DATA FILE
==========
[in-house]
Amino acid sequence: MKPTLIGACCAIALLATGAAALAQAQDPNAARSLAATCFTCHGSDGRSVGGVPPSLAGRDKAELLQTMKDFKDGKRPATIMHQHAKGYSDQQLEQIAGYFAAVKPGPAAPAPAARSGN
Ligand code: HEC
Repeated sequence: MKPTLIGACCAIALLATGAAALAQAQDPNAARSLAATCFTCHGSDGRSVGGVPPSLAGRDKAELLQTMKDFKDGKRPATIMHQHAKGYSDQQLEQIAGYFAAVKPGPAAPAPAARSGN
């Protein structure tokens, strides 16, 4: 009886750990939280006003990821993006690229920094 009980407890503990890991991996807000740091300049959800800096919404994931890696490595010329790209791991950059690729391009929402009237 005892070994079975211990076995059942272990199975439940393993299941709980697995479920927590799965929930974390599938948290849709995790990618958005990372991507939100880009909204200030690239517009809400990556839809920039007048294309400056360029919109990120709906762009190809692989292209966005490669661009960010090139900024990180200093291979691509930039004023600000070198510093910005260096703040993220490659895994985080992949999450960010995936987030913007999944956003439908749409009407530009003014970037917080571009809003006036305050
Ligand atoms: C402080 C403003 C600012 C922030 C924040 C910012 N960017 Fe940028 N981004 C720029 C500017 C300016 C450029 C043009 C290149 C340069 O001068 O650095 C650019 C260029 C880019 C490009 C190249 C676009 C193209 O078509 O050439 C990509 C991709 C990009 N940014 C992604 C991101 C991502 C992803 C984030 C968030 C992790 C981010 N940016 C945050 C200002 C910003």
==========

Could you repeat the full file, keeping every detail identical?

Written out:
[in-house]
Amino acid sequence: MKPTLIGACCAIALLATGAAALAQAQDPNAARSLAATCFTCHGSDGRSVGGVPPSLAGRDKAELLQTMKDFKDGKRPATIMHQHAKGYSDQQLEQIAGYFAAVKPGPAAPAPAARSGN
Ligand code: HEC
Repeated sequence: MKPTLIGACCAIALLATGAAALAQAQDPNAARSLAATCFTCHGSDGRSVGGVPPSLAGRDKAELLQTMKDFKDGKRPATIMHQHAKGYSDQQLEQIAGYFAAVKPGPAAPAPAARSGN
């Protein structure tokens, strides 16, 4: 009886750990939280006003990821993006690229920094 009980407890503990890991991996807000740091300049959800800096919404994931890696490595010329790209791991950059690729391009929402009237 005892070994079975211990076995059942272990199975439940393993299941709980697995479920927590799965929930974390599938948290849709995790990618958005990372991507939100880009909204200030690239517009809400990556839809920039007048294309400056360029919109990120709906762009190809692989292209966005490669661009960010090139900024990180200093291979691509930039004023600000070198510093910005260096703040993220490659895994985080992949999450960010995936987030913007999944956003439908749409009407530009003014970037917080571009809003006036305050
Ligand atoms: C402080 C403003 C600012 C922030 C924040 C910012 N960017 Fe940028 N981004 C720029 C500017 C300016 C450029 C043009 C290149 C340069 O001068 O650095 C650019 C260029 C880019 C490009 C190249 C676009 C193209 O078509 O050439 C990509 C991709 C990009 N940014 C992604 C991101 C991502 C992803 C984030 C968030 C992790 C981010 N940016 C945050 C200002 C910003």